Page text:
Some maps are filled with 'creep' armies made up of pawns who fight on your side to push territory back and forth, much like a MOBA creep. As a player character you can plough through the creeps easily to help your own pawns gain some ground, and gain some experience for yourself in the process. The real For Honor starts when you get locked in a battle with another player and have to focus on more than just shouting and throwing a sword around.

Much like other melee focused games, there is a simple stance-based system at play when duelling with another player. If you're locked on to an enemy you will automatically block an incoming strike if your stance matches theirs. Indicators on screen show your opponents current stance, which bring out the cat and mouse gameplay where you want to be able to block their strikes with the same stance, but hit them with a different stance so that they can't block you. 

I found it could get silly sometimes when an opponent would constantly switch stances and their indicator moved around erratically. The meta might show that this is a good tactic to keep someone on their toes, but it doesn't fit thematically into the game where every archetype has realistic swings and authentic models. Would a samurai approach you slowly and thoughtfully, or would they jump around, swinging their katana wildly around their body to try and distract you? I'm not sure what's more authentic, but the latter feels more like a video game.

In addition to the core stance mechanic, there are also simple button presses for block breakers, counters, etc. I really liked how these more advanced techniques were not bogged down with complex inputs, leaving the difficulty to timing instead of dexterity.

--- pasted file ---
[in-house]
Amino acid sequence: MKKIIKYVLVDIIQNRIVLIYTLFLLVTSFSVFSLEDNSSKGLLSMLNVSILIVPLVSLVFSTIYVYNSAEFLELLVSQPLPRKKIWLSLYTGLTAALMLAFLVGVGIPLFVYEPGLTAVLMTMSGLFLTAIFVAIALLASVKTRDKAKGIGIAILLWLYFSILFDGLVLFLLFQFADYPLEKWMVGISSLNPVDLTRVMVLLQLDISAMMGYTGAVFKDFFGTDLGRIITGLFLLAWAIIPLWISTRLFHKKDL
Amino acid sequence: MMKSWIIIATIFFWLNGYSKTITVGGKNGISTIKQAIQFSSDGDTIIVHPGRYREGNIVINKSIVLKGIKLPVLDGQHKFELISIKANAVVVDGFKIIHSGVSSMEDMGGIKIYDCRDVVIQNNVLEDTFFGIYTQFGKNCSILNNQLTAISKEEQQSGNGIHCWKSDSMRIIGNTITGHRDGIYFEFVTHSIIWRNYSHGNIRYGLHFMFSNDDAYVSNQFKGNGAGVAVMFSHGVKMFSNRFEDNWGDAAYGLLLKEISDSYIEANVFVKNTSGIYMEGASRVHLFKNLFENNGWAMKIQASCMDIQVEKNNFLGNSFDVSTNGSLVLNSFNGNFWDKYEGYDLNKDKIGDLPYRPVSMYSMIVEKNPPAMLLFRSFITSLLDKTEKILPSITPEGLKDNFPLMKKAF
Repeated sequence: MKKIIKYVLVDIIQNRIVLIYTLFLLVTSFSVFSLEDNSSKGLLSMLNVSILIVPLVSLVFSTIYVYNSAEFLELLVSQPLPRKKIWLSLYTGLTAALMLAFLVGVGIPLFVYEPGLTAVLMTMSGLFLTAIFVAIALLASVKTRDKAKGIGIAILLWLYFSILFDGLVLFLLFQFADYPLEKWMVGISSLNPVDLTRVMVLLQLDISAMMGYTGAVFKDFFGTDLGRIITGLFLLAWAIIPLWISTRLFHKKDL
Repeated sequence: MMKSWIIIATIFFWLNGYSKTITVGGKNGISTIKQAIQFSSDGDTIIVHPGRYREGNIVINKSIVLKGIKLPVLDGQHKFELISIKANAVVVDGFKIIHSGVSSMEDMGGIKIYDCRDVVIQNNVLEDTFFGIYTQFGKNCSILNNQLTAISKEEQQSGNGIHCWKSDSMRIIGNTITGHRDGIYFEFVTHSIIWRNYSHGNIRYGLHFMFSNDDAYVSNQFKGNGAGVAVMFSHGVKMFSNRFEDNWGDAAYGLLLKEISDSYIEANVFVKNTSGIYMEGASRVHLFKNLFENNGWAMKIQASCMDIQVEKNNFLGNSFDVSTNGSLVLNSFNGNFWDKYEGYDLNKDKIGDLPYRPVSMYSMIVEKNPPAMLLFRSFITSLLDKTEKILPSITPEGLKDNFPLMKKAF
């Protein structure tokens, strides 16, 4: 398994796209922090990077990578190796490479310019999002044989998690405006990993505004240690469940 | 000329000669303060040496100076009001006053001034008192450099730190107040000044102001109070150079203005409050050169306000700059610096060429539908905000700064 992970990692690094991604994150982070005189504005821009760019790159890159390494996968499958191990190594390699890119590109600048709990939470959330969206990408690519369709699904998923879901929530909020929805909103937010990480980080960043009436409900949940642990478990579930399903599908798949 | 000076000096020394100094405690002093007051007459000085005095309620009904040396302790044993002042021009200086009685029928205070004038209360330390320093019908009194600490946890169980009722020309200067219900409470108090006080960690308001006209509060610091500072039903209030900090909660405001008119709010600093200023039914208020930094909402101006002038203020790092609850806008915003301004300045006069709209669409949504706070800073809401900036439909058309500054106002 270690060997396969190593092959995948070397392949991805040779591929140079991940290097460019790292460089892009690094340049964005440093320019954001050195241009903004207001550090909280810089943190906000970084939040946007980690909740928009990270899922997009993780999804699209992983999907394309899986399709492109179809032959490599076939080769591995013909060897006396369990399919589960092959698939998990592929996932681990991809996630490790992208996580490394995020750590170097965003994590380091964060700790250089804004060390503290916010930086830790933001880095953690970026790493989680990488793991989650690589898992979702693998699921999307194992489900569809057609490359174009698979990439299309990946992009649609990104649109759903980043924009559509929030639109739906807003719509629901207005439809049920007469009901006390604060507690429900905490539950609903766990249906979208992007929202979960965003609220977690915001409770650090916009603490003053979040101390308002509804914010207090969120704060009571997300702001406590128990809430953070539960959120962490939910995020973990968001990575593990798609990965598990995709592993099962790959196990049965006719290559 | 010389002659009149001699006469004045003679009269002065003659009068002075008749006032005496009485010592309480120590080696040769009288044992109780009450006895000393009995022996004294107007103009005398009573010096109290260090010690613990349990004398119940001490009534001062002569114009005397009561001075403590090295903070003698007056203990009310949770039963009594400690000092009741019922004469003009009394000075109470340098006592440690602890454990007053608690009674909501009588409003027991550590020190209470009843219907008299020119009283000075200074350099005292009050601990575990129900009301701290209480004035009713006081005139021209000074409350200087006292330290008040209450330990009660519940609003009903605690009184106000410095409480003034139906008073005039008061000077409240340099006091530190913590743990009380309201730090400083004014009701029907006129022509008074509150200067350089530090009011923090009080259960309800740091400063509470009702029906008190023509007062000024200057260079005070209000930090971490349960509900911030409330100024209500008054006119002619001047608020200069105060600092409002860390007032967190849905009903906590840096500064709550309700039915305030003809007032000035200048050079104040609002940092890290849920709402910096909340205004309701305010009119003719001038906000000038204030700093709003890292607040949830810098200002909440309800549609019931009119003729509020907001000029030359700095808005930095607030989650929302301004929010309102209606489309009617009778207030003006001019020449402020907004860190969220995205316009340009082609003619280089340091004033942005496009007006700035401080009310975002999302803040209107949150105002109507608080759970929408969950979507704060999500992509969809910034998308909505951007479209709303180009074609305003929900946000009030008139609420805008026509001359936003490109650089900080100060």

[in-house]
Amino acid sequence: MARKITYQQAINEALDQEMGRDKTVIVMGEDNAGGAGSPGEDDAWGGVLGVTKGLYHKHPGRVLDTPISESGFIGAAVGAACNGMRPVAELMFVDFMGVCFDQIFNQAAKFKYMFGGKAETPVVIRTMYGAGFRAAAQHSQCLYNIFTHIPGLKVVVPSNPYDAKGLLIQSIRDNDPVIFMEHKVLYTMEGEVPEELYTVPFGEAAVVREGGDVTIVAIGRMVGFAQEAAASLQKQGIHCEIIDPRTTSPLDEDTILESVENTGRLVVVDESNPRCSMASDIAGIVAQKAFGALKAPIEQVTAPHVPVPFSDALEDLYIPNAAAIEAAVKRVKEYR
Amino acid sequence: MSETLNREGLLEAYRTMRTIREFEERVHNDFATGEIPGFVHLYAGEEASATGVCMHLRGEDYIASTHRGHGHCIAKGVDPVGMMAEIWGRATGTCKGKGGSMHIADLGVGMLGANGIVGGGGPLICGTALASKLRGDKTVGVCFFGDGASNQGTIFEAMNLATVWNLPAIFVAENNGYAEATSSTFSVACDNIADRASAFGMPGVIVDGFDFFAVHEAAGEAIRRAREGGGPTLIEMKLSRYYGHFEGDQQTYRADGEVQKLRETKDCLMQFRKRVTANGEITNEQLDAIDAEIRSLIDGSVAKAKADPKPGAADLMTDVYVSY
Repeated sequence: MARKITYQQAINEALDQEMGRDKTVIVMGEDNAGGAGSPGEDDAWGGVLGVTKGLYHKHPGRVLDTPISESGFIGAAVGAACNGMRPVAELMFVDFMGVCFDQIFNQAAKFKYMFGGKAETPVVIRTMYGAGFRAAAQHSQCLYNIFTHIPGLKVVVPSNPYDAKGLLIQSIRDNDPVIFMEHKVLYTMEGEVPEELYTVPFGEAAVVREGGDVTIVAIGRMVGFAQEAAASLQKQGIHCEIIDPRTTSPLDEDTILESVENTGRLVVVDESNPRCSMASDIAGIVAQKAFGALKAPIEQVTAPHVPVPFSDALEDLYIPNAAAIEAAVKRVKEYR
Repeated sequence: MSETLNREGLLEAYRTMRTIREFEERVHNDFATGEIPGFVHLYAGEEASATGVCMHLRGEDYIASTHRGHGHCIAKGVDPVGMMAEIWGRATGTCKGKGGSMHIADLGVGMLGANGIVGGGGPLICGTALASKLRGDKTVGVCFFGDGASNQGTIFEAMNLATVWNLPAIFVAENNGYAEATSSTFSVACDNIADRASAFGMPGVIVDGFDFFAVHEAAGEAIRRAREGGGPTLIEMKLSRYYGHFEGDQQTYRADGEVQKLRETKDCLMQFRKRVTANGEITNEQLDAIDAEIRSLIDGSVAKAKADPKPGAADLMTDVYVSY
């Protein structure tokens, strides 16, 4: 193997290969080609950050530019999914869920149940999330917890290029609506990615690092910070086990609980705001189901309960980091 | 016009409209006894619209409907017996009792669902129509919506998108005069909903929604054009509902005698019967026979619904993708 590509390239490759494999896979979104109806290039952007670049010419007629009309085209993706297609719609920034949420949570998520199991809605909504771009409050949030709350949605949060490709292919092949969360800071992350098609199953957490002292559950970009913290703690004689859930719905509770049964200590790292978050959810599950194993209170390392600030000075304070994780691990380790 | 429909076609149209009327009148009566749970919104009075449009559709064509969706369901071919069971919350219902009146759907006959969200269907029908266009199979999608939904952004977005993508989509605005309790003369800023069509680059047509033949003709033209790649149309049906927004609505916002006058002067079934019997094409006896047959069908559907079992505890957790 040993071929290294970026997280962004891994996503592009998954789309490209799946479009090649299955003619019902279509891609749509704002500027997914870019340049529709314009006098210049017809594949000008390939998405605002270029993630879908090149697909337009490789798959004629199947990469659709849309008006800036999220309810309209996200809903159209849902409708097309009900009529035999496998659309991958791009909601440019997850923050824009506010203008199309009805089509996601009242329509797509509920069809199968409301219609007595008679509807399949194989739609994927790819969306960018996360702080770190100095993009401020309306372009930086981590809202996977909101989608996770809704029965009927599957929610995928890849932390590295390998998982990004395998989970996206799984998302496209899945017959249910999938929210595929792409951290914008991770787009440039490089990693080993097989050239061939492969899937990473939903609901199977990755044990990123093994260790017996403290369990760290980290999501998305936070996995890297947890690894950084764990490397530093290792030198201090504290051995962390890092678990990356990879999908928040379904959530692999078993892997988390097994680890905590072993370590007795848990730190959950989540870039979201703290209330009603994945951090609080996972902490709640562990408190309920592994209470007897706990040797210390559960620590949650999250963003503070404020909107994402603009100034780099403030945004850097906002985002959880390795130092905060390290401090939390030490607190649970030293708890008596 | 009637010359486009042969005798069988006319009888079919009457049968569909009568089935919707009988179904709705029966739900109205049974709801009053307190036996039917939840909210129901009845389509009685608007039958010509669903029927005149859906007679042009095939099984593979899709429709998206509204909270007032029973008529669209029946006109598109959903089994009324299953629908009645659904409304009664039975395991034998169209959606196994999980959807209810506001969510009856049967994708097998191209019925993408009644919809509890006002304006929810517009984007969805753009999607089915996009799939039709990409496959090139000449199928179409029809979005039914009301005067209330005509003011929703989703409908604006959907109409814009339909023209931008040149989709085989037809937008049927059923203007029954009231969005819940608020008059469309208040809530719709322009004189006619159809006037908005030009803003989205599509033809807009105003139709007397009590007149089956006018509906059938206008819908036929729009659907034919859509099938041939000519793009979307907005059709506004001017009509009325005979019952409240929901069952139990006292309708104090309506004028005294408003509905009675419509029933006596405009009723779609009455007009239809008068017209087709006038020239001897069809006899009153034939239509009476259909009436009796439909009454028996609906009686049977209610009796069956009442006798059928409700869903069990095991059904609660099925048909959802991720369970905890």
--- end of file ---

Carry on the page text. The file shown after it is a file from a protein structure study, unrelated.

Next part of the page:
It's clear that the developers have tried to make the combat enjoyable and skill-based, but accessible and satisfying. In the few matches I played, there wasn't one moment that I blamed the game for messing me around. Every time I got hit it was because I had been out-played by another person, not because the game failed to respond properly or spaz out. For Honor does a great job of sucking you into the tunnel vision and focus of a melee battle. Often I found myself forgetting my surroundings as I concentrated hard on my opponent, attempting to read their every move and intention. 

From the open beta, I can't really fault For Honor. Of course I hope that the full release will include more maps and game modes, but I'd be saying that after playing a demo for any game. I didn't even look at the meta game that involves putting resources into factions on a map for some reason, but it's nice knowing that there's more to it. 

My take-away from For Honor's open beta is that the combat was enjoyable enough that I might consider playing a single-player campaign if it reviews well, but I have no interest in the bulk of the game, because I'm not into multiplayer focused titles. The fact that I want to go back at all speaks volumes about how satisfying the gameplay actually is.

If you're into the multiplayer side of life, then For Honor might just be the game for you. It's polished, tight, and every encounter feels dire and rewarding. Definitely a game to keep an eye on in the months ahead.